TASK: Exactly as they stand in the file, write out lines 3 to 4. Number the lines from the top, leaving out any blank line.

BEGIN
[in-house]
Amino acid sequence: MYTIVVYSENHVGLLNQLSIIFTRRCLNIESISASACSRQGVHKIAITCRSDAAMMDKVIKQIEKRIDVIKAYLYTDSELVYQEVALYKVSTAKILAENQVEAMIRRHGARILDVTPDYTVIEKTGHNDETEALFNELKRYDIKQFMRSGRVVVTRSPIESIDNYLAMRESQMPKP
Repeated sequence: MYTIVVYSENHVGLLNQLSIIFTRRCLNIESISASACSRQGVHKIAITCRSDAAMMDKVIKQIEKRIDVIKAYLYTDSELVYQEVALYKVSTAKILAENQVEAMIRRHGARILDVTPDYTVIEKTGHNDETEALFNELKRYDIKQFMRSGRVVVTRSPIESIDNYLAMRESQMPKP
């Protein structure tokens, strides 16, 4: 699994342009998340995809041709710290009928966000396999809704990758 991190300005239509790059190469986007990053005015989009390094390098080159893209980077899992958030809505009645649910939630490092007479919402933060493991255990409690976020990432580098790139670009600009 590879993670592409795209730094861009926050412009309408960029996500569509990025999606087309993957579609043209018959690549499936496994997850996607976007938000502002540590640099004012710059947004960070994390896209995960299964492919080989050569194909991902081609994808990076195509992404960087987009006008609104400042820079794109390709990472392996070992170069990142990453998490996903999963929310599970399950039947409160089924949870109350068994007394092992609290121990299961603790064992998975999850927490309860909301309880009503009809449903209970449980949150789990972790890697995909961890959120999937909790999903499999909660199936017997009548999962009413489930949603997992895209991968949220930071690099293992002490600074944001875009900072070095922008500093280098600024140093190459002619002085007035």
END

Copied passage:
Repeated sequence: MYTIVVYSENHVGLLNQLSIIFTRRCLNIESISASACSRQGVHKIAITCRSDAAMMDKVIKQIEKRIDVIKAYLYTDSELVYQEVALYKVSTAKILAENQVEAMIRRHGARILDVTPDYTVIEKTGHNDETEALFNELKRYDIKQFMRSGRVVVTRSPIESIDNYLAMRESQMPKP
């Protein structure tokens, strides 16, 4: 699994342009998340995809041709710290009928966000396999809704990758 991190300005239509790059190469986007990053005015989009390094390098080159893209980077899992958030809505009645649910939630490092007479919402933060493991255990409690976020990432580098790139670009600009 590879993670592409795209730094861009926050412009309408960029996500569509990025999606087309993957579609043209018959690549499936496994997850996607976007938000502002540590640099004012710059947004960070994390896209995960299964492919080989050569194909991902081609994808990076195509992404960087987009006008609104400042820079794109390709990472392996070992170069990142990453998490996903999963929310599970399950039947409160089924949870109350068994007394092992609290121990299961603790064992998975999850927490309860909301309880009503009809449903209970449980949150789990972790890697995909961890959120999937909790999903499999909660199936017997009548999962009413489930949603997992895209991968949220930071690099293992002490600074944001875009900072070095922008500093280098600024140093190459002619002085007035």